AS she spoke, Kim Leng's voice cracked. She paused for just a moment and continued.
Then she broke down in tears.
"Everywhere I have been I have met many orphans," she sobbed, " [I
see] many widows, many cripples... now I ask the leaders of Cambodia to see the sorrow
of the people and stop the war."
Leng, a Buddhist nun, was speaking to around 900 people gathered at Chatomuk Theater
for the premier screening of The Serene Life - a Khmer language film which outlines
a Buddhist vision for peace and conservation of the environment.
Featured in the film is Noble Peace Prize nominee Maha Ghos-ananda who urges the
audience to reflect on their own behavior in order to achieve peace in Cambodia and
around the world.
"...peace begins with concentration... in calmness we can see the anger, worries,
hate and ambition as causes of quarrels but not peace. [In calmness] we can have
peace in our minds and we can help those around us find peace..."
Production of the film was supported by UNDP (Carere), Oxfam UK, the Friends of Moral
Rearmament and Germany's Konrad-Adenauer Foundation.
The Foundation's permanent representative in Cambodia, Peter Schier, said his organization
had supported a revival of socially active Buddhism in Cambodia since 1986.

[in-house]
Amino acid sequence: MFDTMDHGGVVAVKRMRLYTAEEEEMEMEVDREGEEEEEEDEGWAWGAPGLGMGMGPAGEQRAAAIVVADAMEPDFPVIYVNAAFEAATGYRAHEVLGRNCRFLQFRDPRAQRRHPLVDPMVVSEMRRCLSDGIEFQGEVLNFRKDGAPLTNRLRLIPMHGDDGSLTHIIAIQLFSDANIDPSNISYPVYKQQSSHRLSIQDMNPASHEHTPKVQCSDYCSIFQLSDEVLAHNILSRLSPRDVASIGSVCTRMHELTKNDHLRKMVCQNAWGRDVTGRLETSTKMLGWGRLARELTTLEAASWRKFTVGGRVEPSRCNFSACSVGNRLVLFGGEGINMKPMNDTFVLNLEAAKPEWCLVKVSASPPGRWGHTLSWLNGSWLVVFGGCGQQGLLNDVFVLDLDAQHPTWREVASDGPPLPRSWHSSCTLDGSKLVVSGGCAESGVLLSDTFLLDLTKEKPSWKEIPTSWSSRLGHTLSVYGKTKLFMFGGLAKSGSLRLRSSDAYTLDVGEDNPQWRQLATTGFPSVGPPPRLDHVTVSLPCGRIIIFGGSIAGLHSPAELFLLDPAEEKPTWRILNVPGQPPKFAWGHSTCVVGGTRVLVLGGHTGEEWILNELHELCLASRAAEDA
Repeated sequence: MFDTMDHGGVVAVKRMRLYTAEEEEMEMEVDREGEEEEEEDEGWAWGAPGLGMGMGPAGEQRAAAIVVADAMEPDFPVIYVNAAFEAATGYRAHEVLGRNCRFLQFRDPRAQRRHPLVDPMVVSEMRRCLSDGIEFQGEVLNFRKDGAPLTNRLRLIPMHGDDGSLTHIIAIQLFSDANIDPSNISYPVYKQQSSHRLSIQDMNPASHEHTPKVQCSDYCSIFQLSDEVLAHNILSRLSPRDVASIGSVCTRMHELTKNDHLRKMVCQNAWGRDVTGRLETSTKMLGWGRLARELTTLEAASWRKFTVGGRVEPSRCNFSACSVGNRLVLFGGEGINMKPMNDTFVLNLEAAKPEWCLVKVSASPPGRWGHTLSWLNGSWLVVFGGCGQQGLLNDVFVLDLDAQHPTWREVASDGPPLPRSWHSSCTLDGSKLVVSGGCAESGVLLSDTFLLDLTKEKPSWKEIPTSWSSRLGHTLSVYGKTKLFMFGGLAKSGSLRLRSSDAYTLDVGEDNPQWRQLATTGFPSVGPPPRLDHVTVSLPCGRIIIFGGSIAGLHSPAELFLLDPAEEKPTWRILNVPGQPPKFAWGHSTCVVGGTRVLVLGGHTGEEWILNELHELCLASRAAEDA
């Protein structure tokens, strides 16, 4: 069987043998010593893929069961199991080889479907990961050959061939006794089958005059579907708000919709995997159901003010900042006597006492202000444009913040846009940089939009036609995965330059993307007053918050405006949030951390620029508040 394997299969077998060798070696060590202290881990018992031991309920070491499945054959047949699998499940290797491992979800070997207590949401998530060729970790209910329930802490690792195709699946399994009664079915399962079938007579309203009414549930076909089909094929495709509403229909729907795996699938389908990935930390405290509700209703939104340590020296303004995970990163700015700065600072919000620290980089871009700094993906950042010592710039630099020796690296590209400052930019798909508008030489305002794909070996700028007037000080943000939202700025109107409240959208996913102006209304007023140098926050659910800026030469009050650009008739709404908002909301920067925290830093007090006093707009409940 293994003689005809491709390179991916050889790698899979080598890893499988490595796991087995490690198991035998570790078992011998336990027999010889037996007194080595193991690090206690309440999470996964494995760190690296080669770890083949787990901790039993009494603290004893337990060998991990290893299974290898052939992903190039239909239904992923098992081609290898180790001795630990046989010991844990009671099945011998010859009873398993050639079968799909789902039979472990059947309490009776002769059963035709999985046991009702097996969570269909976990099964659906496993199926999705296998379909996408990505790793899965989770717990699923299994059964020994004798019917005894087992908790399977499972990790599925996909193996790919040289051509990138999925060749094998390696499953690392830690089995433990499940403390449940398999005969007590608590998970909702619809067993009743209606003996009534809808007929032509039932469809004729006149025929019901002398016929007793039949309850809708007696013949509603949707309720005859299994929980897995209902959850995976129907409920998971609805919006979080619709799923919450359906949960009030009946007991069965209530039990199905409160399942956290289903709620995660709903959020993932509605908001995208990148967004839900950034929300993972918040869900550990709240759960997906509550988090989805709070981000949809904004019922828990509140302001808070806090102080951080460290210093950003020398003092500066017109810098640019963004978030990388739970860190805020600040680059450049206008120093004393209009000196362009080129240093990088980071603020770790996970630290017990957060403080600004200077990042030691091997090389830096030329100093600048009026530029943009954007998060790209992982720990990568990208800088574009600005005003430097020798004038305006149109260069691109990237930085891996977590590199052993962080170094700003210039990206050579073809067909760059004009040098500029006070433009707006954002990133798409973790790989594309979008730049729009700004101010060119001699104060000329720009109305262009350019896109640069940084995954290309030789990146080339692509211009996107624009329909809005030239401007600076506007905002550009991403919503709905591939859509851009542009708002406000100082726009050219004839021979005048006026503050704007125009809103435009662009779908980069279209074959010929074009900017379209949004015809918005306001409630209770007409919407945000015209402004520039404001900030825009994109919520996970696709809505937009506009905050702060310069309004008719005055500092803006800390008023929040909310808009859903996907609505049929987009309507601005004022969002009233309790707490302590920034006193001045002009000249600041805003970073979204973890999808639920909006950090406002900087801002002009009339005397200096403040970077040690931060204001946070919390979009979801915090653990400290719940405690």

"The Foundation wants to contribute to the strong revival of a Buddhist value
system of morals and ethics, a value system which has been nearly destroyed since
1970," he said.
"The German experience tells us that war only leads to self destruction... the
argument that we have to make war to achieve peace reflects the logic of people who
are neither Christian nor Buddhist."
The film's British director, Alan Channer, said The Serene Life hoped to show its
audience that the individual, by his or her own actions, could help create peace.
"I think it [the film] is saying that each Cambodian can wake up and be true
to their own heritage and naturally achieve peace."
The film's premier also saw the distribution of books published with the assistance
of the Konrad Adenauer Foundation and written by Battambang monk, Heng Monychenda,
in which Buddhist teachings are applied to everyday life.
Preahbat Dhammik is a moral guide for Cambodian leaders, in which they are urged
to carry out their responsibilities to the nation according to Buddhist philosophy.
The second, Married Life, is aimed at strengthening the family unit by advising on
the responsibility of husbands and wives to each other and their children.
"The book will be given to teenagers and young people - those who have lost
the example through the loss of their own parents through the turmoil of the past
twenty five years, " Monychenda said.
Both the books and the film are to be distributed through The Ministry of Cults and
Religion and the Buddhist Institute.